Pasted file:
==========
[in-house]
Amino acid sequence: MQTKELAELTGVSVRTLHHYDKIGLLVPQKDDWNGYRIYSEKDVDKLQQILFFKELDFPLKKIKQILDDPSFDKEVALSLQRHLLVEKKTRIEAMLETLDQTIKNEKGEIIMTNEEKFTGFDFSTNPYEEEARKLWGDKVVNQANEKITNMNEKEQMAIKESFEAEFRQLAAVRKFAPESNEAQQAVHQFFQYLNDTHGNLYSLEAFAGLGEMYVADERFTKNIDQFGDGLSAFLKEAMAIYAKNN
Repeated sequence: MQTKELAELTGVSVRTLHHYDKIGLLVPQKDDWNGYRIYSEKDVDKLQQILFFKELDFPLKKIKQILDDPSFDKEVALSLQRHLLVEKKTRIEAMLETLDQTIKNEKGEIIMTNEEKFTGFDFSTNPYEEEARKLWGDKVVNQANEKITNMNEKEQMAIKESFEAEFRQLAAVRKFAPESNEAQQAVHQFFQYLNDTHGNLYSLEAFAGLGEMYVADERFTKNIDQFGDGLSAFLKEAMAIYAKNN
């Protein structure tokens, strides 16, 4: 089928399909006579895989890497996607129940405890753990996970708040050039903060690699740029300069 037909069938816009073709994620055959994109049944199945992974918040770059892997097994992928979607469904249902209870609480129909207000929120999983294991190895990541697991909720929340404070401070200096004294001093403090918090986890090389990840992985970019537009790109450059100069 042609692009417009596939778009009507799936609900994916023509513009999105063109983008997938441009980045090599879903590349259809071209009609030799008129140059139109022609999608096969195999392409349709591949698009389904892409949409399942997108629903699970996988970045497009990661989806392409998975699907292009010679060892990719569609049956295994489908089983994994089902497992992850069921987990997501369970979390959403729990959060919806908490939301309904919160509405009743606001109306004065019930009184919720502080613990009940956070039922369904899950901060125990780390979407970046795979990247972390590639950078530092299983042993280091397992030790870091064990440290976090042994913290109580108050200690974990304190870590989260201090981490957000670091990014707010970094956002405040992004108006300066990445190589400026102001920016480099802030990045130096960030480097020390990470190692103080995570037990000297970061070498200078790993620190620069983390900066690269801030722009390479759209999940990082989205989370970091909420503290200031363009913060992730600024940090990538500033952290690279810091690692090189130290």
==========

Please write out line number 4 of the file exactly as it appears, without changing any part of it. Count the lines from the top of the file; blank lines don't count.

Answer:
């Protein structure tokens, strides 16, 4: 089928399909006579895989890497996607129940405890753990996970708040050039903060690699740029300069 037909069938816009073709994620055959994109049944199945992974918040770059892997097994992928979607469904249902209870609480129909207000929120999983294991190895990541697991909720929340404070401070200096004294001093403090918090986890090389990840992985970019537009790109450059100069 042609692009417009596939778009009507799936609900994916023509513009999105063109983008997938441009980045090599879903590349259809071209009609030799008129140059139109022609999608096969195999392409349709591949698009389904892409949409399942997108629903699970996988970045497009990661989806392409998975699907292009010679060892990719569609049956295994489908089983994994089902497992992850069921987990997501369970979390959403729990959060919806908490939301309904919160509405009743606001109306004065019930009184919720502080613990009940956070039922369904899950901060125990780390979407970046795979990247972390590639950078530092299983042993280091397992030790870091064990440290976090042994913290109580108050200690974990304190870590989260201090981490957000670091990014707010970094956002405040992004108006300066990445190589400026102001920016480099802030990045130096960030480097020390990470190692103080995570037990000297970061070498200078790993620190620069983390900066690269801030722009390479759209999940990082989205989370970091909420503290200031363009913060992730600024940090990538500033952290690279810091690692090189130290």